Dr Sarah Parcak - eyes from the skies
As I teach in an all girls school, I am conscious of highlighting the incredibly important role that women play in the field of archaeology and ancient history in general. Previously, I have discussed books written by Dr Kara Cooney and Dr Joyce Tyldesley. Today, I want to look at Dr Sarah Parcak and the way she is using satellite technology to identify potential archaeological sites for further exploration. Not only is she a role model for further archaeologists, she is role model for girls who are interested in STEM. There are some classroom activity ideas at the end too!
Sarah is a Yale graduate with degrees in Egyptology and archaeology. What makes her work exciting is that Sarah uses satellite technology (remote sensing technology) to locate and excavate archaeological sites. Sarah has been able to identify a range of exciting new sites in Egypt and Rome. She is the recipient of several awards and is the author of Satellite Remote Sensing for Archaeology (2009). Currently, she is faculty director at University of Alabama.
Sarah has worked on a number of documentaries that show how satellite technology works. In a nutshell, this is Sarah explaining it here. Clearly, archaeology has come a long way from the “pick a site and dig it” approach that operated over 100 years ago.
Why is this important in my classroom? I want my students to see archaeology as a living science - one that can change with the times and improve with technology. I want the girls in my class to see that there is a roll that they can play here - they can even combine their love of ancient history with their love of science. In class, we look at the development of the science of archaeology from Sir Flinders Petrie, Sir Leonard Woolley, Howard Carter and Giuseppe Fiorelli. Dominated by men, early archaeology was exciting but women were not necessarily given the same airtime (here is a list of pioneering women in archaeology). Fast forward to the 21st C and the girls in my class are still fascinated by the science of archaeology and dream of making the next big discovery. They are also techno-wizards. Dr Parcak shows them how to combine both in an exciting way.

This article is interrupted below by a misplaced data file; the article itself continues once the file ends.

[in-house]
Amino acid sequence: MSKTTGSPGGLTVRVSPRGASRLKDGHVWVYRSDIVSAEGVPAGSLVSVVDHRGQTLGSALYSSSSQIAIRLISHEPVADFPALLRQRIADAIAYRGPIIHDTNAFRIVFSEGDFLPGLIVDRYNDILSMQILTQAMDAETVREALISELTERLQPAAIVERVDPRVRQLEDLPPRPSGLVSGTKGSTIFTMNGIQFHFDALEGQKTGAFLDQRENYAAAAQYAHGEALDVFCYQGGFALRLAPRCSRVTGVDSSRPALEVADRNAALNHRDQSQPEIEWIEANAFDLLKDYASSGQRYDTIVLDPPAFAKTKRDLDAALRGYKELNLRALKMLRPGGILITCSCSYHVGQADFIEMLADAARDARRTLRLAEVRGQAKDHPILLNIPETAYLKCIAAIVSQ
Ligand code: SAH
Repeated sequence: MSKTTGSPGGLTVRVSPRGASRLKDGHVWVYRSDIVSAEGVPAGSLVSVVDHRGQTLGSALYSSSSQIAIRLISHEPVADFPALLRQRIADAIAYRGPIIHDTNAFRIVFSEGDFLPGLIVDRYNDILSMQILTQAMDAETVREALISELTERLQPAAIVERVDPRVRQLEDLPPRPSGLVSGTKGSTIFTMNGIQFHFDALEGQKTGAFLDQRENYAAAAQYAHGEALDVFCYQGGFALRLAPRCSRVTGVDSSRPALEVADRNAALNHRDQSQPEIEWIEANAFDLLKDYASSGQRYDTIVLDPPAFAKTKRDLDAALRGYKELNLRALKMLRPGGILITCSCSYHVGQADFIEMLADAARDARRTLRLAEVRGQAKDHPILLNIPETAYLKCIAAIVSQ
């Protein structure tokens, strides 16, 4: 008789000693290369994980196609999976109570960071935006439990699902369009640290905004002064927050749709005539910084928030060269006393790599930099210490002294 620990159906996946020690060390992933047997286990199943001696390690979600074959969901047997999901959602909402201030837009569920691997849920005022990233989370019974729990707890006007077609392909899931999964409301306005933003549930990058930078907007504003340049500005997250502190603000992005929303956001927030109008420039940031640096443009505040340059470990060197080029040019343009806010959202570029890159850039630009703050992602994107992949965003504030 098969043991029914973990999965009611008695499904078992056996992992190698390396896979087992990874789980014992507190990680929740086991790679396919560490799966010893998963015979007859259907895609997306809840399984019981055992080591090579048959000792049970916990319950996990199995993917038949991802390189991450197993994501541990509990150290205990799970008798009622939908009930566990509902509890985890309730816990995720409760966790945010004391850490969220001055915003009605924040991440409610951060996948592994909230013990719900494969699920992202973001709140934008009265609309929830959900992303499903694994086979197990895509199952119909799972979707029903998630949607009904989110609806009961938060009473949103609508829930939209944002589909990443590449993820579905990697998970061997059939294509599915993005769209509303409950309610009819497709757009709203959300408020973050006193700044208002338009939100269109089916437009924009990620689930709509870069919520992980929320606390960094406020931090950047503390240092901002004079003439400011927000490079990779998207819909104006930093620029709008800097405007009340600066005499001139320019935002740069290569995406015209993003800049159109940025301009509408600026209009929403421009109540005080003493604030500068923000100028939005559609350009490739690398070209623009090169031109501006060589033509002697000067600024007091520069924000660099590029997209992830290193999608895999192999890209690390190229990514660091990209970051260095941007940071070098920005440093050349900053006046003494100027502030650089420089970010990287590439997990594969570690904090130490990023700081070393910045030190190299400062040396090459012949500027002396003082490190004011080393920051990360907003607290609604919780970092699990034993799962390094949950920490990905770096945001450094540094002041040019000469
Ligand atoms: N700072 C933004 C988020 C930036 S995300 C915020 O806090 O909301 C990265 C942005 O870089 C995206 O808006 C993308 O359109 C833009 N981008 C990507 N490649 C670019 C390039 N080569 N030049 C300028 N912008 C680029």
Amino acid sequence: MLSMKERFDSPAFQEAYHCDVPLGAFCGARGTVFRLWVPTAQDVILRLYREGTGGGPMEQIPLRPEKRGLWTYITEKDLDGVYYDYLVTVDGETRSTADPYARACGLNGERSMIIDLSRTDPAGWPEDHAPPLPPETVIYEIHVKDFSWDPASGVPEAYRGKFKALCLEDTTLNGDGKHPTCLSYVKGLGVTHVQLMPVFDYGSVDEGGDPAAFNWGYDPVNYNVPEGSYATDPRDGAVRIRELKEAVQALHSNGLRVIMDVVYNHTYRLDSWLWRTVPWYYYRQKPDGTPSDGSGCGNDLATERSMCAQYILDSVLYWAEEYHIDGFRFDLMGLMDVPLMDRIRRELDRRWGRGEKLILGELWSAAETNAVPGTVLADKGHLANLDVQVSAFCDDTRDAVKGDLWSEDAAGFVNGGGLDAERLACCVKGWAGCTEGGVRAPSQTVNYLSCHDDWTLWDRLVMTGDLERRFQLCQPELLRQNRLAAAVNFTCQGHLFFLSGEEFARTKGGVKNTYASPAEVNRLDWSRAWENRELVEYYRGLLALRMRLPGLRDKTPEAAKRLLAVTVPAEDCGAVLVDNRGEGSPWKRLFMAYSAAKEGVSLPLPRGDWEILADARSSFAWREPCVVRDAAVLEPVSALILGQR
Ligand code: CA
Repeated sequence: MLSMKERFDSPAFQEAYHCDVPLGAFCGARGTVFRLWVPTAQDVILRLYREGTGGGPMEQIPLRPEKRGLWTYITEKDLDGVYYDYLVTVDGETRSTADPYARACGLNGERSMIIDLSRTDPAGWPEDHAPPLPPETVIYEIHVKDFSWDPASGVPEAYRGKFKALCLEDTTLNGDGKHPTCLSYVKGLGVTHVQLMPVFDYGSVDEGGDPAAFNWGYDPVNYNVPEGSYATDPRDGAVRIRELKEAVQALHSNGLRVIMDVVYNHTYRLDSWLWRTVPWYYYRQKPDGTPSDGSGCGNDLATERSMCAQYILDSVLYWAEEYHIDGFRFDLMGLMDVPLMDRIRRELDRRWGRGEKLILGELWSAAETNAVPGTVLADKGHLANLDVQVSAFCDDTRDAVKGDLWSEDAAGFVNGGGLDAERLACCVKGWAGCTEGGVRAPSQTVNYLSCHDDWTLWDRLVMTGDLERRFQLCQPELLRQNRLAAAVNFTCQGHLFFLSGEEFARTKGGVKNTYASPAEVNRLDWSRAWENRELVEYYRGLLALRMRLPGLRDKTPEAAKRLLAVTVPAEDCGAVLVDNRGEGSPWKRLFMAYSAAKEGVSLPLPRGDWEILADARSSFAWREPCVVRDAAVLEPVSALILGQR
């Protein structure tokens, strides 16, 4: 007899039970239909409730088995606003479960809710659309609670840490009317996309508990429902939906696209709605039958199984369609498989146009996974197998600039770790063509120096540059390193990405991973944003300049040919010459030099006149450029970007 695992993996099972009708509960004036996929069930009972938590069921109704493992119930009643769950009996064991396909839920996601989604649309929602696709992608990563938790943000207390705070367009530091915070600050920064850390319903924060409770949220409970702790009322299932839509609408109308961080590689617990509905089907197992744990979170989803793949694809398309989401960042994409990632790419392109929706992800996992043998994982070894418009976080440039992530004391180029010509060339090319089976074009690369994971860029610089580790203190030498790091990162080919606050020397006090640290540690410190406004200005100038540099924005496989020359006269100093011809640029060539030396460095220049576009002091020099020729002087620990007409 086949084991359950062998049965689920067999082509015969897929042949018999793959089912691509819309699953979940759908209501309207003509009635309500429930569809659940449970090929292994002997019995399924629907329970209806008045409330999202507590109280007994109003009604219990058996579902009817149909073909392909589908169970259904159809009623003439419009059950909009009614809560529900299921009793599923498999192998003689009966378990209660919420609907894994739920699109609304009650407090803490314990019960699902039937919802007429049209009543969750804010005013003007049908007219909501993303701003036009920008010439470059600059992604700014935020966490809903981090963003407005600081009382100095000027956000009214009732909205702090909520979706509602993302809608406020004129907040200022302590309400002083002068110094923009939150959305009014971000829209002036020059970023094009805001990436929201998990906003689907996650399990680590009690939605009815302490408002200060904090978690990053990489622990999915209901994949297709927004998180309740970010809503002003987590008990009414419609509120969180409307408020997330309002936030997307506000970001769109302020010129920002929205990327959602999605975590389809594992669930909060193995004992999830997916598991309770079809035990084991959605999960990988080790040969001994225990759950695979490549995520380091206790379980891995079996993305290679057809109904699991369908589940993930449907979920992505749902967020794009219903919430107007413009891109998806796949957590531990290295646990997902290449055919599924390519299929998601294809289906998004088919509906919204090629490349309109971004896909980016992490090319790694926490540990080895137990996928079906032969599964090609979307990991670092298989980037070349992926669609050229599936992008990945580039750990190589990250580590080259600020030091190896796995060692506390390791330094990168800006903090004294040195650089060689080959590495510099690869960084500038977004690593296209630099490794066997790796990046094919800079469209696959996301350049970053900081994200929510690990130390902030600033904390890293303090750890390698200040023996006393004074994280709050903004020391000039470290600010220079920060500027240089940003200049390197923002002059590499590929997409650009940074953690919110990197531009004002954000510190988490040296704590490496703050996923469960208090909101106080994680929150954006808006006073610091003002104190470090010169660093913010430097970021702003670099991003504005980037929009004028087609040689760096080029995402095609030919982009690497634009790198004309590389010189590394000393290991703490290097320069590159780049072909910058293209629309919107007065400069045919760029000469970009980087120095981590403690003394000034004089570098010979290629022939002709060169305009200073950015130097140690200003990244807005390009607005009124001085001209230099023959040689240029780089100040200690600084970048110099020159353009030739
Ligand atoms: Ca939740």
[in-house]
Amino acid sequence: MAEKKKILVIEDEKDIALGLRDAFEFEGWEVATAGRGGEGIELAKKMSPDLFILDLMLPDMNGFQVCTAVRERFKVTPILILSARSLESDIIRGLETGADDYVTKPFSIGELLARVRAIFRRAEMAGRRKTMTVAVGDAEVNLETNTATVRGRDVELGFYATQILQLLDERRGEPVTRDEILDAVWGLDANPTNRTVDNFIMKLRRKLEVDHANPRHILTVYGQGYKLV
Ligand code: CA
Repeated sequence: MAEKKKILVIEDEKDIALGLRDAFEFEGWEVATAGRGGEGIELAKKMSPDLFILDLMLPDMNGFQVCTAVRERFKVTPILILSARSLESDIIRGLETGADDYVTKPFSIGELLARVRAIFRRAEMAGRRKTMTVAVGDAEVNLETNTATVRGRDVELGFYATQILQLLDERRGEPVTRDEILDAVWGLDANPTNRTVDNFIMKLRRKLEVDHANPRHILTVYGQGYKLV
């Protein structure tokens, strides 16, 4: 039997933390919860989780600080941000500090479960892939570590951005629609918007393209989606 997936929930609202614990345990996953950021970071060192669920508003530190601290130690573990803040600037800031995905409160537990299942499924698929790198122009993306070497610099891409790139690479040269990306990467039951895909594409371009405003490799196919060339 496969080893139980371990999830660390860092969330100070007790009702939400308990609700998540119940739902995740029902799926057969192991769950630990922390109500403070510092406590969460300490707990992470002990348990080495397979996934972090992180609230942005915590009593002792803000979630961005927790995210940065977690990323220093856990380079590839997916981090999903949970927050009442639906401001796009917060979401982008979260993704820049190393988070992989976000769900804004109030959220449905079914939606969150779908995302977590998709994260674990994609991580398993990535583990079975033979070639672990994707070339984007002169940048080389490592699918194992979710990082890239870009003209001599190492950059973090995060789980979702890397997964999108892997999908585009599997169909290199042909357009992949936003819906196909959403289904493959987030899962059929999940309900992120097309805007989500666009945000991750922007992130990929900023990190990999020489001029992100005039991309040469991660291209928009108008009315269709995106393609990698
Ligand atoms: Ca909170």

Next term, I intend to introduce some new material and new activities into the archaeology unit that I teach in Year 11. I am keen to put Dr Parcak front and centre. If you are interested, here are some of my ideas:
research Dr Sarah Parcak using some of the links below
What is space archaeology? youtube clip here
A detailed journal article by Dr Parcak here
use google maps to locate and explore some archaeological sites around the world.
use Google expeditions with VR headsets to explore inside some of these sites.
research the emerging field of digital reconstruction. Youtube clip here
choose some specific examples of reconstruction and research the importance of the cultural heritage and how UNESCO might be working towards long term solutions.
if you have access to a 3D printer, work with your technology department to print 3D artifacts from a site or culture that you have researched.
perhaps you could set up an artefacts cabinet.
talk to your science department about setting up a joint activity if they are using satellite technology
Go forth and conquer!